By Tracey Arial
Royal Canadian Legion volunteer Vera Sherlock and teacher-historian Sébastien Vincent were among 19 Quebecers to receive Veteran’s Affairs commendations in 2014.
“It is a privilege to recognize the selfless efforts of these dedicated individuals who have generously given of their time and energy to support and care for our Veterans,” said Veterans Affairs Minister Julian Fantino, during a special awards ceremony at the Chateau Vaudreuil on Thursday, Sept. 4. “Their exemplary contributions are indicative of the enormous respect and gratitude shared by all Canadians for the men and women who have served in uniform.”
Both LaSalle residents are unusual recipients because they aren’t themselves veterans. Veterans Affairs Canada says that the “Commendation is intended primarily for veterans, but may be awarded to non-veterans in recognition of their service to the veterans community.”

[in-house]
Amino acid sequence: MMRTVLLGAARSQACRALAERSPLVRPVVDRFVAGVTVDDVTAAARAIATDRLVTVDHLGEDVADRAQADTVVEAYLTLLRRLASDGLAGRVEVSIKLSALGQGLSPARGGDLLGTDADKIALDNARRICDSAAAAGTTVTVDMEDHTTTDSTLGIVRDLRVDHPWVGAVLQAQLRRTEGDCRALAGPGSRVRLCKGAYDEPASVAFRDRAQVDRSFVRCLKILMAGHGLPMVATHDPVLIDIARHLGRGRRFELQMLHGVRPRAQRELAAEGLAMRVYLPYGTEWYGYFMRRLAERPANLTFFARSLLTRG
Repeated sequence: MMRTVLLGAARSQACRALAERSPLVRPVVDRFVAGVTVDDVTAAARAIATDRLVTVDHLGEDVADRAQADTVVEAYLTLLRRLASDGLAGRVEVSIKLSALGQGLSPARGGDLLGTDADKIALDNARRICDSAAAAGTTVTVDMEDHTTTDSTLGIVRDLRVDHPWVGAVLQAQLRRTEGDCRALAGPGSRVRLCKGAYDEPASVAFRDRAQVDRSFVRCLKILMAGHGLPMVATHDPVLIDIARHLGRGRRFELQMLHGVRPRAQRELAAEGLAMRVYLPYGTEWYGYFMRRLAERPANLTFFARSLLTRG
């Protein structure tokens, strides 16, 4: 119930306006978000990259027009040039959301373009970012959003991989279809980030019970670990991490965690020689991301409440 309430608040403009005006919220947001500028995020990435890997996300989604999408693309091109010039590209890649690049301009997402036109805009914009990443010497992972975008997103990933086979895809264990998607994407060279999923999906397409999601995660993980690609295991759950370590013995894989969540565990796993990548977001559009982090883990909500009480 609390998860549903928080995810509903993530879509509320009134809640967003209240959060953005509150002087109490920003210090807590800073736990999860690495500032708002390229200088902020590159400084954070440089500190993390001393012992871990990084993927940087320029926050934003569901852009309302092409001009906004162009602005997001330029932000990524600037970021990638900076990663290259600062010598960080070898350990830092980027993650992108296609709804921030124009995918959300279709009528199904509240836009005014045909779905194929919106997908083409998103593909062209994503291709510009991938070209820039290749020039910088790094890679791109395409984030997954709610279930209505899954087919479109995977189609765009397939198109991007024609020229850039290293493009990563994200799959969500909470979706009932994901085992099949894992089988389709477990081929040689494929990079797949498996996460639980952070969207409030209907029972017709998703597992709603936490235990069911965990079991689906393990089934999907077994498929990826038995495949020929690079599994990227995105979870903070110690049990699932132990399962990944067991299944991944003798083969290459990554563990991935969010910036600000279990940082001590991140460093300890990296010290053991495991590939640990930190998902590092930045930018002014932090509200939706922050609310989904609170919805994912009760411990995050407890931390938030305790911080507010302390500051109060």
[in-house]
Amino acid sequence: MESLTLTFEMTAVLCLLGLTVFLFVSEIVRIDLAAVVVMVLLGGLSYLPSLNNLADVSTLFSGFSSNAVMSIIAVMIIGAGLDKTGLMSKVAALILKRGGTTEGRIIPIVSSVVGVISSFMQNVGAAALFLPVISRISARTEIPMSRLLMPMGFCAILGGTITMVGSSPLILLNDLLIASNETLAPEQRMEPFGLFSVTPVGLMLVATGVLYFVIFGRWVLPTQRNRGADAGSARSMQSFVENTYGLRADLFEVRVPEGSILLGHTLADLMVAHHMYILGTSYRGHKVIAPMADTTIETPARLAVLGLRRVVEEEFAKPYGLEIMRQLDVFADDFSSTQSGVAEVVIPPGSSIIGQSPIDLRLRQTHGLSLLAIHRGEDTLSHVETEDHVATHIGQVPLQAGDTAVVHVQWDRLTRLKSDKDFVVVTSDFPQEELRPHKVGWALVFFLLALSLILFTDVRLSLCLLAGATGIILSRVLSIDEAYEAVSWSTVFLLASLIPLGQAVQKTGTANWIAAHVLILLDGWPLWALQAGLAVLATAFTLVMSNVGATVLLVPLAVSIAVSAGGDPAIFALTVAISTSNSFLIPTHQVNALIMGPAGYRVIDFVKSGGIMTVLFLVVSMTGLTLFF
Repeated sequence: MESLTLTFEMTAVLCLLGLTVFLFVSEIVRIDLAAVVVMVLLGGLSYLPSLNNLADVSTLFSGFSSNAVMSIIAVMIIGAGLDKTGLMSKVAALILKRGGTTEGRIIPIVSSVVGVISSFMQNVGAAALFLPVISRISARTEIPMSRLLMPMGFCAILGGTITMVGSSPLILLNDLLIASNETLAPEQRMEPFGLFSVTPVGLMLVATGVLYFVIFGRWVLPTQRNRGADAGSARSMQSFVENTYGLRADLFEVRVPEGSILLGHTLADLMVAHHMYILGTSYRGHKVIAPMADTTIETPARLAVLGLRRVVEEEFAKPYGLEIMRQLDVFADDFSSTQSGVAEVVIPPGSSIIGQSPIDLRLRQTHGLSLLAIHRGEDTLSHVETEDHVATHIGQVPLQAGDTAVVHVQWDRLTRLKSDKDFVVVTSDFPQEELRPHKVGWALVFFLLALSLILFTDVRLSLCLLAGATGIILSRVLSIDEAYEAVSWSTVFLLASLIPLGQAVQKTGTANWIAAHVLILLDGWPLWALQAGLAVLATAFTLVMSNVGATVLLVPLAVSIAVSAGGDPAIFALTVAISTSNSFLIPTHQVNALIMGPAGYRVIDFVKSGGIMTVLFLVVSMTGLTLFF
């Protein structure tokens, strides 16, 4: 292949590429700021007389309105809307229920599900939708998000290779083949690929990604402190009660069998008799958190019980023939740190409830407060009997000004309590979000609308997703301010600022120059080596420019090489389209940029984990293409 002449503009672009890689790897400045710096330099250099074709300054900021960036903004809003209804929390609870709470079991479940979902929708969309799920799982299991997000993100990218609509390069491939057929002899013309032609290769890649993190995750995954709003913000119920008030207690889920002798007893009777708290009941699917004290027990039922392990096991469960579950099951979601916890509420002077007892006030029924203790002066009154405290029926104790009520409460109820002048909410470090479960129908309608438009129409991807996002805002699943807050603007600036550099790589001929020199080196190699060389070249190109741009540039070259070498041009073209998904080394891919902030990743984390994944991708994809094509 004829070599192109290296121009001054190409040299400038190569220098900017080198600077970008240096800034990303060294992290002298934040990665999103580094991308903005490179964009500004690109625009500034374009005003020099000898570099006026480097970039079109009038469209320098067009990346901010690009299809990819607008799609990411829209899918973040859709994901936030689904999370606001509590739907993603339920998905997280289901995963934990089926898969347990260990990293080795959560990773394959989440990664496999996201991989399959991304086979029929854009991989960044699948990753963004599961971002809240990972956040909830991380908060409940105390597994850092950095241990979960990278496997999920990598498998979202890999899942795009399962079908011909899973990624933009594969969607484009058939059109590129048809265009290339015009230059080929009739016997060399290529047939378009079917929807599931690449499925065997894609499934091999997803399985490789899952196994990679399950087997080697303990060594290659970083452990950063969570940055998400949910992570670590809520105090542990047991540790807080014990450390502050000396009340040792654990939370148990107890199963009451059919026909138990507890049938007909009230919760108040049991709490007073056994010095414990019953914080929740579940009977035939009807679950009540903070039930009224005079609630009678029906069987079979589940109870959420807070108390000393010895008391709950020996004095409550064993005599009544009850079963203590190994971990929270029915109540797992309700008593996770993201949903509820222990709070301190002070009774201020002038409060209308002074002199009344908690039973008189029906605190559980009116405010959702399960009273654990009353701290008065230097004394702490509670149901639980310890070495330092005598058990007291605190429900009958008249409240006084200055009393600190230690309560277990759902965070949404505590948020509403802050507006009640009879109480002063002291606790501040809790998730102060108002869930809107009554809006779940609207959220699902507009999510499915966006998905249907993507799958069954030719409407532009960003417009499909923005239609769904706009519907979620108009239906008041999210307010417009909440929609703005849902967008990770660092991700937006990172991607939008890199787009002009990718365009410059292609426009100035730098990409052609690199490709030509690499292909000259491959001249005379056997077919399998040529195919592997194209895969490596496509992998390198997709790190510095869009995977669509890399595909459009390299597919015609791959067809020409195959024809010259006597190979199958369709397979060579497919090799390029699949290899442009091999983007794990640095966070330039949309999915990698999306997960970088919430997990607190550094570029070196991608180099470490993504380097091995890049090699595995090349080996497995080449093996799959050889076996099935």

No one is as deserving as Vera Sherlock, says Royal Canadian Legion Branch 13 volunteer Kathy McLeod. McLeod says that until Sherlock became very ill last March, she visited veterans in Ste. Anne’s Hospital every month without fail.
“She’s been in the Ladies’ Auxiliary for 55 years and has served on every position, second vice-president, first vice-president and president,” said McLeod. “She visits the veterans at Ste. Anne’s Hospital and she brings all sorts of goodies—if someone is diabetic, she gets diabetic treats for them. Some like fruit, some like other things—she’s got a little present for each one. She’s such a beautiful person.”
In addition to organizing veteran visits throughout the year, Sherlock has spent the last 40 Christmases visiting veterans in the hospital with Santa in tow. She’s also been the key organizer for 37 annual lunches at the LaSalle Legion in April. Despite organizing so many activities herself, she also readily volunteers to help others set up bazaars, dances and other special occasions, all for the benefit of the Veteran community.
For his part, Sébastien Vincent writes and edits works that attract attention to French-Canadian veterans who served in various wars. Among his books are Laissés dans l’ombre (Left in the Shadows), which was nominated for a Governor General’s Award in 2005 and Ils ont écrit la guerre (The War they Wrote).
He says that his passion for World War II history began in 1990 after he met French Resistance fighter Odile Origny, who spent four years in Ravensbrück.
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